Cutaneous Side Effects of Steroid Use in Dermatophytosis
Background: Dermatophytosis is a common, superficial fungal infection of the skin. Recently, there has been tremendous increase in the incidence of dermatophytosis attributed mainly to misuse of steroids in the management of fungal infection.
Methods: A cross sectional study of 6 months duration was done in patients with dermatophytic fungal infections, diagnosed clinically, with history or findings of some form of steroid use. Both quantitative and qualitative data were collected regarding steroid formulations about type, duration of use, route of administration and their availability by prescription or “over the counter”. Various cutaneous and systemic adverse effects of steroids were also observed.
Results: Out of the total 200 patients of dermatophytosis, 120 patients (60%) had used steroid formulations either topical(80%), oral(12.5%), intralesional or injectable(7.5%).The mean duration of illness in patients who had used steroids was 24 ± 3 weeks. Multiple site infection of dermatophytosis was present in 65% with steroid misuse and in 40.8% with nonsteroid use patient group. Cutaneous adverse effects were common in patients with steroid misuse, as suggested by relatives, friends, chemist, general practitioners or due to self-medication.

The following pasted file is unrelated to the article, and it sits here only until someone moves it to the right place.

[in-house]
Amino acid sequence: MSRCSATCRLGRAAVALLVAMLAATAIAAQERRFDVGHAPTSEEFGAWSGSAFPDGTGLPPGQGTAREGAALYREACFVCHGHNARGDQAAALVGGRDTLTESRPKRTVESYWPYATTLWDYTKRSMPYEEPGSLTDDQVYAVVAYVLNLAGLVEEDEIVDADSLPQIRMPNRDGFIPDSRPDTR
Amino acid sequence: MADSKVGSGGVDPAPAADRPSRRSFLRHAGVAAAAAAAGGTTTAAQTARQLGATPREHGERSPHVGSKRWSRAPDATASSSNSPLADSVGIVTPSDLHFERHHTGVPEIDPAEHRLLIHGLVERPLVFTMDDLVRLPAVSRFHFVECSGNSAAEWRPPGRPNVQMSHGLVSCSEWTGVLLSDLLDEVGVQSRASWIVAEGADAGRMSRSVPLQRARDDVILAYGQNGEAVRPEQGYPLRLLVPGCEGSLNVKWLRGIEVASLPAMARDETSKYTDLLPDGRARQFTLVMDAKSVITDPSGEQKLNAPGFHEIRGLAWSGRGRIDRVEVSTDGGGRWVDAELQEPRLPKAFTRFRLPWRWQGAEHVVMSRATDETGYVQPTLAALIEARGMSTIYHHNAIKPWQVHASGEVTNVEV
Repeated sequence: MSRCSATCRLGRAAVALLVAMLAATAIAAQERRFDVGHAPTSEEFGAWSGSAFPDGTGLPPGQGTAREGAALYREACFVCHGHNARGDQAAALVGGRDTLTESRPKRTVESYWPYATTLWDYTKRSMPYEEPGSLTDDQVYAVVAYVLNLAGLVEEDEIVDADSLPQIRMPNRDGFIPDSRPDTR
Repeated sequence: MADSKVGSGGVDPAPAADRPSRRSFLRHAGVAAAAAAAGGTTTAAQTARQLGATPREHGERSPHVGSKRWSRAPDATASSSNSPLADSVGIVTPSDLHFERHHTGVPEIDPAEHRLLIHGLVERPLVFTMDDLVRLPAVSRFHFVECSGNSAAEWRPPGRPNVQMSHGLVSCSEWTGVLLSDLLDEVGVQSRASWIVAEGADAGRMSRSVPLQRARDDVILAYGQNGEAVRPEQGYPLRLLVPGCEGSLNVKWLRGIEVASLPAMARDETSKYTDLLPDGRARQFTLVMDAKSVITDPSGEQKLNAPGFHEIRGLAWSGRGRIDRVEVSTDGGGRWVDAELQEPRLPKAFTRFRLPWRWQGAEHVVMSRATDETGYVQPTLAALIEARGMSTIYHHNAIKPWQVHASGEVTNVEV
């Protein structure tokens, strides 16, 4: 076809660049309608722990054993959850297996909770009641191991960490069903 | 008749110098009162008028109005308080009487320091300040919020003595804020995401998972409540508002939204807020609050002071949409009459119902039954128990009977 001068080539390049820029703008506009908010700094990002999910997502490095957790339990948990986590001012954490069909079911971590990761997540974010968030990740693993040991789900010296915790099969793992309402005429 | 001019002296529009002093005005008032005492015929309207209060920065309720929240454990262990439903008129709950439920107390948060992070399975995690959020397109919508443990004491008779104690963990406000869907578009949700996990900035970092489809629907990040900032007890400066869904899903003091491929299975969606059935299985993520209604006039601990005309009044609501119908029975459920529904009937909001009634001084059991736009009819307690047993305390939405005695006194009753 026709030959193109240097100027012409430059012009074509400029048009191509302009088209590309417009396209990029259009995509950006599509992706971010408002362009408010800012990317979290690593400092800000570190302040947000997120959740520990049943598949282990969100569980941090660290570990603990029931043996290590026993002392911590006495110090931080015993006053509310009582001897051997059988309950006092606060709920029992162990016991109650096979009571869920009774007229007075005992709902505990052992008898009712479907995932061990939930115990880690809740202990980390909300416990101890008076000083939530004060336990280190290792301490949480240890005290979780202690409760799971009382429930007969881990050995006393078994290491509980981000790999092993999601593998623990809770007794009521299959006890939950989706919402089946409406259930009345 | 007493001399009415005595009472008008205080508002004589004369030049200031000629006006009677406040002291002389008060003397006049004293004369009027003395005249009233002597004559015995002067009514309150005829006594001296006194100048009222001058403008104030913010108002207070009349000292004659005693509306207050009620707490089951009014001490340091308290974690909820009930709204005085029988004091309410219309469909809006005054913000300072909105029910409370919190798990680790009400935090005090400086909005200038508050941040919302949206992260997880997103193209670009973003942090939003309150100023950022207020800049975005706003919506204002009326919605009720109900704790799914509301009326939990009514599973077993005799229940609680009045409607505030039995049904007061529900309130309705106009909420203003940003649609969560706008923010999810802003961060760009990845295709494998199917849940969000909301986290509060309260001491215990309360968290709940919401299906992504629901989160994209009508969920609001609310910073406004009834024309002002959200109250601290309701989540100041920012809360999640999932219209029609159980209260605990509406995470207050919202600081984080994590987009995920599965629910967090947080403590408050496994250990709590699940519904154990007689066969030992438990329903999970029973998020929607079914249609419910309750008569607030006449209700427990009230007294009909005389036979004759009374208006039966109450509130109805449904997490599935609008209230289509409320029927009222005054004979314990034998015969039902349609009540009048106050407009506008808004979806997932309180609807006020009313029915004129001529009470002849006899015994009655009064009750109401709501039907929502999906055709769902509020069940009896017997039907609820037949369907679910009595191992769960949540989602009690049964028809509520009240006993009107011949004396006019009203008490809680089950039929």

Conclusions: Misuse of steroid formulations in dermatophytic infections may result in various cutaneous and systemic side effects. Strict drug control policies and awareness of adverse effects of steroid abuse are truly the need of the hour to control this menace.
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